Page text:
Interest in biodegradable surfactants has led to much interest in "biosurfactants" such as those derived from amino acids. ... has the property of adsorbing onto the surfaces or interfaces of the system and of altering to a marked degree the surface or ... Metcalfe TL, Dillon PJ, Metcalfe CD (April 2008). "Detecting the transport of toxic pesticides from golf courses into ... "Simultaneous analysis of cationic, anionic and neutral surfactants from different matrices using LC/MS/MS , SHIMADZU (Shimadzu ...
Other mutations can be neutral if they lead to amino acid sequence changes, but the protein still functions similarly with the ... Esvelt KM, Wang HH (2013). "Genome-scale engineering for systems and synthetic biology". Molecular Systems Biology. 9 (1): 641 ... and transport of the transcript from the nucleus. Splicing, followed by CPA, generate the final mature mRNA, which encodes the ... each correspond to a specific amino acid.: 6 The principle that three sequential bases of DNA code for each amino acid was ...
Artificial perspiration is also available for in-vitro testing, and contains 19 amino acids and the most abundant minerals and ... and their fluidic transport to the skin surface. Dissolved in the water are trace amounts of minerals, lactic acid, and urea. ... Sympathetic nervous system stimulants such as cocaine and amphetamines have also been associated with diaphoresis. Diaphoresis ... In humans, sweat is hypoosmotic relative to plasma (i.e. less concentrated). Sweat is found at moderately acidic to neutral pH ...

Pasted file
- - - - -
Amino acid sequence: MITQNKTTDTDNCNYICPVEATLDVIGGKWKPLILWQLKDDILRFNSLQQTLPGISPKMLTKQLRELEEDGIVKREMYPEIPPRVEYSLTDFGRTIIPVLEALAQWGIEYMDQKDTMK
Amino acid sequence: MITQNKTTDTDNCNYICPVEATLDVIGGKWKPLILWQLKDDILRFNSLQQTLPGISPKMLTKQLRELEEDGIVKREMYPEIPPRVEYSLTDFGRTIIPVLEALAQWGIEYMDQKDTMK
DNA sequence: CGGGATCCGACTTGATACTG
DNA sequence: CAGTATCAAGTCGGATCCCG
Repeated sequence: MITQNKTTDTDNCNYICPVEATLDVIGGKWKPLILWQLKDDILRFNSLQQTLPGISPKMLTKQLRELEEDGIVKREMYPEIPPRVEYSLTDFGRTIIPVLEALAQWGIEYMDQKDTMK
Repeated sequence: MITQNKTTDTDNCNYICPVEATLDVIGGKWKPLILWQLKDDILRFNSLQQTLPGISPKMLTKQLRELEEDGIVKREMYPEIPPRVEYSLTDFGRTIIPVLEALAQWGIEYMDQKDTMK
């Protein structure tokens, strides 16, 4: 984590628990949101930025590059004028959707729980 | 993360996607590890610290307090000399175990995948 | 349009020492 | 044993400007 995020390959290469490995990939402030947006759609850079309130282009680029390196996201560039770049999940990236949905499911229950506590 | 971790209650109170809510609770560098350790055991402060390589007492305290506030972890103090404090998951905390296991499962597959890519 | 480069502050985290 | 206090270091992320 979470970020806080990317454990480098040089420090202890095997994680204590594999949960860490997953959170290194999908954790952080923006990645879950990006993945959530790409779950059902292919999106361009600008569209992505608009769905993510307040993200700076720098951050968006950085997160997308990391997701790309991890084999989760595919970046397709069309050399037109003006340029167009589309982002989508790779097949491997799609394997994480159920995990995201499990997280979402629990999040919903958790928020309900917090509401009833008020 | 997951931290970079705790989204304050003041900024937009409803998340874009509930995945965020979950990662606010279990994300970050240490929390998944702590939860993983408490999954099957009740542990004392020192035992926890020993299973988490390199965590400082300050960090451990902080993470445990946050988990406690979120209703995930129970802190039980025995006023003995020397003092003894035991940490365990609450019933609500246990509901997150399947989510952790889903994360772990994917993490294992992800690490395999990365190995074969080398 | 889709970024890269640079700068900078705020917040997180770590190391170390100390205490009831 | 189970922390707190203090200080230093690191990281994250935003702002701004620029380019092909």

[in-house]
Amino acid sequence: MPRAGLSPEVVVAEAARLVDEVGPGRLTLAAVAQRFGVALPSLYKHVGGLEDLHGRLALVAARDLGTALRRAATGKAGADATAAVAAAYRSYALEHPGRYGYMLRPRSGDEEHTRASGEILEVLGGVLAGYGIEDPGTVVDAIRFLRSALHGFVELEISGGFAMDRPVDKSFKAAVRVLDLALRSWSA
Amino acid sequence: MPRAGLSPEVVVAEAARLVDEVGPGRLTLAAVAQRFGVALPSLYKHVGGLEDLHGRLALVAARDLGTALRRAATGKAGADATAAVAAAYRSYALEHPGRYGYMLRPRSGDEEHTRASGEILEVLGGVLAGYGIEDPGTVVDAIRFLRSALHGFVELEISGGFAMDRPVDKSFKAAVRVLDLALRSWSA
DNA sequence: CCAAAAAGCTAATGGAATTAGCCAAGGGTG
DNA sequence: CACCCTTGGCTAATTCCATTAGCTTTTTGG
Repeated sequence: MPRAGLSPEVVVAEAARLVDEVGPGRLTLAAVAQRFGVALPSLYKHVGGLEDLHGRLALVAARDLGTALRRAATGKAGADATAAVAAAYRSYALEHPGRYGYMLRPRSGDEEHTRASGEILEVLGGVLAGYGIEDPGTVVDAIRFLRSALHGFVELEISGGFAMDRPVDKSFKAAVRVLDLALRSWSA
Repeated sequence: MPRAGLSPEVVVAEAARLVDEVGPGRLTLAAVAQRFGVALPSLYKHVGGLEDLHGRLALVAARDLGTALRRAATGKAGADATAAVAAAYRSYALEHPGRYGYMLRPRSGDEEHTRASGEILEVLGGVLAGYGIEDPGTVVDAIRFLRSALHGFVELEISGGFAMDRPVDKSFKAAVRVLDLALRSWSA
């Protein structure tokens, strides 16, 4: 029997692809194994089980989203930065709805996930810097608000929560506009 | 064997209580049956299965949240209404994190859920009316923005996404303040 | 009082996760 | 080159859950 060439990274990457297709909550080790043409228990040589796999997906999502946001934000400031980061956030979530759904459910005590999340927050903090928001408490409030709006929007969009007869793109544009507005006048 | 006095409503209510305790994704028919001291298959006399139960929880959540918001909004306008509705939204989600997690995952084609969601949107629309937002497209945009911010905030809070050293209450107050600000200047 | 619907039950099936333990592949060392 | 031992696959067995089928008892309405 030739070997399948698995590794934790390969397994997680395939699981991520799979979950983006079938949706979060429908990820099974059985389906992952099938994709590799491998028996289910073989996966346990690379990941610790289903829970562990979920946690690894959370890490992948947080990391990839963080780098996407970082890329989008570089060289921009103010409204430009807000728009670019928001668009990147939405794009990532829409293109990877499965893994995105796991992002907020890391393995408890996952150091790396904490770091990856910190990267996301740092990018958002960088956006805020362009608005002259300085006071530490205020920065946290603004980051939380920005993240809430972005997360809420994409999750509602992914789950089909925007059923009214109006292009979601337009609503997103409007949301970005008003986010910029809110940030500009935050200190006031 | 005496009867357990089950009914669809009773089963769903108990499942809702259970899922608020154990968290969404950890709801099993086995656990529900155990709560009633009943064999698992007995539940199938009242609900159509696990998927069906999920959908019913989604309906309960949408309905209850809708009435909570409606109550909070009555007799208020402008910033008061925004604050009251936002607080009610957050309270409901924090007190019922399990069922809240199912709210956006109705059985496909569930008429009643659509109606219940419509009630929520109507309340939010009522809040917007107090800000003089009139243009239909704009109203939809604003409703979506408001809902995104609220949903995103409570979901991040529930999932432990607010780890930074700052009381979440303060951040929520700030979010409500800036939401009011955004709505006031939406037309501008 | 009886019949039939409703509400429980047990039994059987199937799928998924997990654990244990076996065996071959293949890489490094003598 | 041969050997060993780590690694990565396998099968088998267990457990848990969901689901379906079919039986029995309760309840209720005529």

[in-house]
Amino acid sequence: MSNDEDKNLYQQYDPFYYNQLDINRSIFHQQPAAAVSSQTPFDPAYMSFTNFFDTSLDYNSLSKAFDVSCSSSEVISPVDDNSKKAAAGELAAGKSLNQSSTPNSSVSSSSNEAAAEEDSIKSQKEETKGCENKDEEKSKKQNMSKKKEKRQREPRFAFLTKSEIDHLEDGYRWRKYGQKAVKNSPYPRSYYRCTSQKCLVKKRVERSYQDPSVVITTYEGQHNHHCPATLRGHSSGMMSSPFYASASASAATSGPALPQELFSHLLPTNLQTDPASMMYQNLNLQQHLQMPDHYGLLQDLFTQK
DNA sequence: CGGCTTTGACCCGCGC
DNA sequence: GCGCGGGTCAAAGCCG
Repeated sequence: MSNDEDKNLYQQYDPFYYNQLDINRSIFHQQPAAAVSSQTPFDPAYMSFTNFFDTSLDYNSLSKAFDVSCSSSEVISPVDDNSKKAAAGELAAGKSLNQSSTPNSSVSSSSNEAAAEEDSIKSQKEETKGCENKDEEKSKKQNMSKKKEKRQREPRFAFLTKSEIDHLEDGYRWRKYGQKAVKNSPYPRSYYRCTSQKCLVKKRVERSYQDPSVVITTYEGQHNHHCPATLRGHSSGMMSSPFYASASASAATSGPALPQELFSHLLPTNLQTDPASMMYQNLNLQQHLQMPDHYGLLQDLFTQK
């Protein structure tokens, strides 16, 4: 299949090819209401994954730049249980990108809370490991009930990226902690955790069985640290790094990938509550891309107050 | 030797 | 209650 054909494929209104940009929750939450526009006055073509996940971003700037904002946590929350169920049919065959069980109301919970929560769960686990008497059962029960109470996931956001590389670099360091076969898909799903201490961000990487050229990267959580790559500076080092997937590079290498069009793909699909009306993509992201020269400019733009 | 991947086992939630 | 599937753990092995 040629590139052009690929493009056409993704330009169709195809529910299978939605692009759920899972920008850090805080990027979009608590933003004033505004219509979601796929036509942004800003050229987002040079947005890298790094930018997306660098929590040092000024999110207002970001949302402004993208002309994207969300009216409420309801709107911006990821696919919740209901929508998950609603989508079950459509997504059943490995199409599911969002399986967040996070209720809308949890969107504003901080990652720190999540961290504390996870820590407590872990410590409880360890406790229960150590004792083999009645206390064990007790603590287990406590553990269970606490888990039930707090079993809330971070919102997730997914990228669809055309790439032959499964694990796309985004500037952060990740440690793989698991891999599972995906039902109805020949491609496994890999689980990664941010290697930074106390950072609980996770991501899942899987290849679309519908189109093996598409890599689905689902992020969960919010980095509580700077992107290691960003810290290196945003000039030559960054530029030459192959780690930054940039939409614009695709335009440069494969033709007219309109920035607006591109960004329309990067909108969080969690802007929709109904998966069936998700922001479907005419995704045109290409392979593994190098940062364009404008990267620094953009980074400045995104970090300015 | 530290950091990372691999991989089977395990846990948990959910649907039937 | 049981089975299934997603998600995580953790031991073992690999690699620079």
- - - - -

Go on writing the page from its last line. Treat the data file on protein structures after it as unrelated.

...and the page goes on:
Then the second proton is added with acid transport by the H+/K+ ATPase, and the compound is activated. Recent data suggest the ... The catalytic α subunit has ten transmembrane segments with a cluster of intramembranal carboxylic amino acids located in the ... Optimal compounds would be those that were stable at neutral pH but were quickly activated at low pH. A clear-cut design of ... This is achieved by formulating capsules using the multiple-unit pellet system. Although the (S)-(−)-isomer is more potent in ...